KILIMANJARO, a great mountain in East Africa, its centre lying in 3° 5′ S. and 37° 23′ E. It is the highest known summit of the continent, rising as a volcanic cone from a plateau of about 3000 ft. to 19,321 ft. Though completely isolated it is but one of several summits which crown the eastern edge of the great plateau of equatorial Africa. About 200 m. almost due north, across the wide expanse of the Kapte and Kikuyu uplands, lies Mount Kenya, somewhat inferior in height and mass to Kilimanjaro; and some 25 m. due west rises the noble mass of Mount Meru.

The major axis of Kilimanjaro runs almost east and west, and on it rise the two principal summits, Kibo in the west, Mawenzi (Ki-mawenzi) in the east. Kibo, the higher, is a truncated cone with a nearly perfect extinct crater, and marks a comparatively recent period of volcanic activity; while Mawenzi (16,892 ft.) is the very ancient core of a former summit, of which the crater walls have been removed by denudation. The two peaks, about 7 m. apart, are connected by a saddle or plateau, about 14,000 ft. in altitude, below which the vast mass slopes with great regularity in a typical volcanic curve, especially in the south, to the plains below. The sides are furrowed on the south and east by a large number of narrow ravines, down which flow streams which feed the Pangani and Lake Jipe in the south and the Tsavo tributary of the Sabaki in the east. South-west of Kibo, the Shira ridge seems to be of independent origin, while in the north-west a rugged group of cones, of comparatively recent origin, has poured forth vast lava-flows. In the south-east the regularity of the outline is likewise broken by a ridge running down from Mawenzi.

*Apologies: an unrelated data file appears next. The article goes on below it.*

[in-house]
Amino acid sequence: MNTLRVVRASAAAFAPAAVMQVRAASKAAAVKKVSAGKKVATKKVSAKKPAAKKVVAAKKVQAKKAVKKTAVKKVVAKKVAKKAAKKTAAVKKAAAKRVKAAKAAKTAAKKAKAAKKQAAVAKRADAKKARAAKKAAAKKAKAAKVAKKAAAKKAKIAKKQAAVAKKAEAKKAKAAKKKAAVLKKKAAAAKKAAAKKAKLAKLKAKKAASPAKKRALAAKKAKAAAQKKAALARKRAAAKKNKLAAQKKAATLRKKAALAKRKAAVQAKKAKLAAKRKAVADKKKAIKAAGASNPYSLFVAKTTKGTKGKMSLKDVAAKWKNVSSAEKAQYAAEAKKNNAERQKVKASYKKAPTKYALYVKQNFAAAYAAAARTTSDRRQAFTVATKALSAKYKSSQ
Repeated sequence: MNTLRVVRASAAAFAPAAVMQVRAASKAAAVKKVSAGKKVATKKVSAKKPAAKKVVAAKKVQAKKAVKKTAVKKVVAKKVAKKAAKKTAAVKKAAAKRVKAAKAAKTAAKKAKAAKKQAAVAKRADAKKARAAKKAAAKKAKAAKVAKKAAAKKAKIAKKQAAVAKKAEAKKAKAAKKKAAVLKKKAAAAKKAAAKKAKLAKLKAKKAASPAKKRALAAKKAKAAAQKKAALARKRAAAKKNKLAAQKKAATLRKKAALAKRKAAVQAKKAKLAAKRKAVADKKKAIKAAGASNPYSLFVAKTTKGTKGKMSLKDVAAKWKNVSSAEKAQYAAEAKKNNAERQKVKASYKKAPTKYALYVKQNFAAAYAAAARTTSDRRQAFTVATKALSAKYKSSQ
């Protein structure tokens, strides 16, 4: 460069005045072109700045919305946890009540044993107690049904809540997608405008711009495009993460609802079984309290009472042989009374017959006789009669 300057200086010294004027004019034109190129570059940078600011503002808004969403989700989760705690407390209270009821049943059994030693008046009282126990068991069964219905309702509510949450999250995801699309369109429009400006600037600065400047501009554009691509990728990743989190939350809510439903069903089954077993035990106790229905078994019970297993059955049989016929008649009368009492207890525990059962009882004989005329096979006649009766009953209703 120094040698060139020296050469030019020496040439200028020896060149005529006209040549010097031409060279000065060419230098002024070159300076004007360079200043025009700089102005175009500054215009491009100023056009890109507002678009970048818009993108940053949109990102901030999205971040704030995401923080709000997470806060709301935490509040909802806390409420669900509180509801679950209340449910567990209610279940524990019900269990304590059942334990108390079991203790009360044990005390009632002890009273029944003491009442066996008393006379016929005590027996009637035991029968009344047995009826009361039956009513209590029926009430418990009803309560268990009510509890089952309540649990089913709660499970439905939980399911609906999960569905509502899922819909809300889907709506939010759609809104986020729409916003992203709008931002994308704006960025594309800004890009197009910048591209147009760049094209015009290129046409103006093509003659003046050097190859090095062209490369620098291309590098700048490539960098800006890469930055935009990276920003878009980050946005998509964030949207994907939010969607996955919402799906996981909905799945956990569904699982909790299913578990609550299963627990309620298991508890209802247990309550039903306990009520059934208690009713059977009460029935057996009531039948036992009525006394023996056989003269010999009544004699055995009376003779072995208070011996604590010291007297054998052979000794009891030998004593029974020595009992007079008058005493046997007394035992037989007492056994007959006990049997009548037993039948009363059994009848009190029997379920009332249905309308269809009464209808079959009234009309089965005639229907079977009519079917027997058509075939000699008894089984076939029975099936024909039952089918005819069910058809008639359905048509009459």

The lava slopes of the Kibo peak are covered to a depth of some 200 ft. with an ice-cap, which, where ravines occur, takes the form of genuine glaciers. The crater walls are highest on the south, three small peaks, uncovered by ice, rising from the rim on this side. To the central and highest of these, the culminating point of the mountain, the name Kaiser Wilhelm Spitze has been given. The rim here sinks precipitously some 600 ft. to the interior of the crater, which measures rather over 2000 yds. in diameter, and is in part covered by ice, in part by a bare cone of ashes. On the west the rim is breached, allowing the passage of an important glacier formed from the snow which falls within the crater. Lower down this cleft, which owed its origin to dislocation, is occupied by two glaciers, one of which reaches a lower level (13,800 ft.) than any other on Kilimanjaro. On the north-west three large glaciers reach down to 16,000 ft.